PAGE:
Last year’s actions by many schools trying to lighten their personnel load were of particular interest to me after learning about contracts and property rights. The probationary, term and continuing contract information was useful to me when trying to decide if I could be dismissed by a reduction in force. I had several coursemates who didn’t like school law due to its limited technology content but I found it fascinating.
EDLD 5333 Leadership for Accountability
My position as District TAKS Coordinator familiarized me with virtually all of the content found and 5333 but there is no such thing as too much training when considering accountability. I gained more insight into No Child Left Behind and Adequate Yearly Progress just in time for it all to be reauthorized. I wish the state and federal accountability were more compatible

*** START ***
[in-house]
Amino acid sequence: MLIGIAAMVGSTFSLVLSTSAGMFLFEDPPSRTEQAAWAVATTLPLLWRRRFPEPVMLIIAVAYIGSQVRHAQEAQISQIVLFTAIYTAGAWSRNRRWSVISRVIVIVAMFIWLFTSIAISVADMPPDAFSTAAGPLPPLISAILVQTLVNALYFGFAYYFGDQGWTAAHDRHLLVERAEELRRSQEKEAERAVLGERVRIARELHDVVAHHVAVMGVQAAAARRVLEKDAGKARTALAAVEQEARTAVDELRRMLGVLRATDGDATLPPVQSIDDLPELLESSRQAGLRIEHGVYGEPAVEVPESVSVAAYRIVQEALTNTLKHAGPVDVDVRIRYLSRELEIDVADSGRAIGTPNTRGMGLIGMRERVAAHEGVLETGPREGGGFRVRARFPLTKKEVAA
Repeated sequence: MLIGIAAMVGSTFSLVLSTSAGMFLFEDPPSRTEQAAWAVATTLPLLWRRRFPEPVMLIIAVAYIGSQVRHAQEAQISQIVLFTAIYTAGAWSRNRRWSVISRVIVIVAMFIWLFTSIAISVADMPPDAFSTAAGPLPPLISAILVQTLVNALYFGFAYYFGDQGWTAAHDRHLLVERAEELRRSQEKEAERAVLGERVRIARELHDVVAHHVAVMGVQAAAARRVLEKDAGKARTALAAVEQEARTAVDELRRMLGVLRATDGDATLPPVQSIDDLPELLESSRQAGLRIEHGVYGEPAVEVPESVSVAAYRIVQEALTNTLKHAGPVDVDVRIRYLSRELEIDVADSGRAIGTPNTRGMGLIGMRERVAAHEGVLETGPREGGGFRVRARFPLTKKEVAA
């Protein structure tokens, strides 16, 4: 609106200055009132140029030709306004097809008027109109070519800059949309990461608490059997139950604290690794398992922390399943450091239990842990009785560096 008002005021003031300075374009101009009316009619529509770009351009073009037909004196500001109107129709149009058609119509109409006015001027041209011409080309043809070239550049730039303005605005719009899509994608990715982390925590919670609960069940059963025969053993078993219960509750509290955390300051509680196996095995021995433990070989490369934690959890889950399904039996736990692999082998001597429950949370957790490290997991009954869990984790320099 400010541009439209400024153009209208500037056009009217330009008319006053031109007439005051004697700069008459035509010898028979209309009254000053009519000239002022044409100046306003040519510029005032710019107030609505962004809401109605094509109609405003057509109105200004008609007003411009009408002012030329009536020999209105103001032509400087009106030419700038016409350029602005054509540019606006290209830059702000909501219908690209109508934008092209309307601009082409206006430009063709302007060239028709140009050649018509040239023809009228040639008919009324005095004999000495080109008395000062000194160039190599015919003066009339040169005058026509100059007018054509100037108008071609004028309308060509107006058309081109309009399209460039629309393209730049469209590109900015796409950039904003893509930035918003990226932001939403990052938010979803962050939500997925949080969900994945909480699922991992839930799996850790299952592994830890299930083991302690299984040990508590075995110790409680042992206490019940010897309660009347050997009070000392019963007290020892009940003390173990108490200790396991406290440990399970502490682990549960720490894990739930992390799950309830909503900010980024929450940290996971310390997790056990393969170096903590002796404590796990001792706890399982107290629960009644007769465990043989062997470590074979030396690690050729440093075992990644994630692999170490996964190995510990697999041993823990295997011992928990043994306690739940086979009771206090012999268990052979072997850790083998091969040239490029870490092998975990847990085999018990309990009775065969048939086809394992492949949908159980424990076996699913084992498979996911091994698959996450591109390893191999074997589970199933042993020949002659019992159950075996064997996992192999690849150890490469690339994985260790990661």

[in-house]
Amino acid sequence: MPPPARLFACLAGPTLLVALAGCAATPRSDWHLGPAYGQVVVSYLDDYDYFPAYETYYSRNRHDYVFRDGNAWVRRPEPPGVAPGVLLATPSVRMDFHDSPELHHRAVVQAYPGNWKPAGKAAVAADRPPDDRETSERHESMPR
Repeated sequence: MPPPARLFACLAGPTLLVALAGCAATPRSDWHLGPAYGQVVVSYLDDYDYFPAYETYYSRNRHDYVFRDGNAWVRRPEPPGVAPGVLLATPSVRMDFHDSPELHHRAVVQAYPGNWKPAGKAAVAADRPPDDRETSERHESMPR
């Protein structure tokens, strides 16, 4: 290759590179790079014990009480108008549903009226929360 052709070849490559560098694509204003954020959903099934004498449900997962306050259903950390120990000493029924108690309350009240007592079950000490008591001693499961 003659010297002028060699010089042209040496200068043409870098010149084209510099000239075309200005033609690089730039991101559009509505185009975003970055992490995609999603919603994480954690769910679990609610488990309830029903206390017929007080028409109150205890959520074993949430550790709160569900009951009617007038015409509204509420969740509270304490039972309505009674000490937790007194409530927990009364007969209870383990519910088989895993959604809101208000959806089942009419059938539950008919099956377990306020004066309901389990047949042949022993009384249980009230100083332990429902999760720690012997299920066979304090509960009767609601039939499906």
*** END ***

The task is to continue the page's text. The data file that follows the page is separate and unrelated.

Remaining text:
This course also reintroduced both personal and shared school vision. We took this course in May and my superintendent charged our faculty with developing ideas for a plan to institute a shared vision for our district over the summer. It seems as though several of these courses occurred at the exact time I needed them and I was able to return to school this year with good resources and a plan of action for gathering stakeholders for a shared vision meeting.
The activity we did to identify strengths and weaknesses using our own school data was definitely an eye-opener. The data gleaned from exercise almost identical to this one caused our district to apply for and receive an Algebra One Readiness grant that allowed us to hire a math coach and implement a double blocked math schedule for junior high.
EDLD 5366 Digital Graphics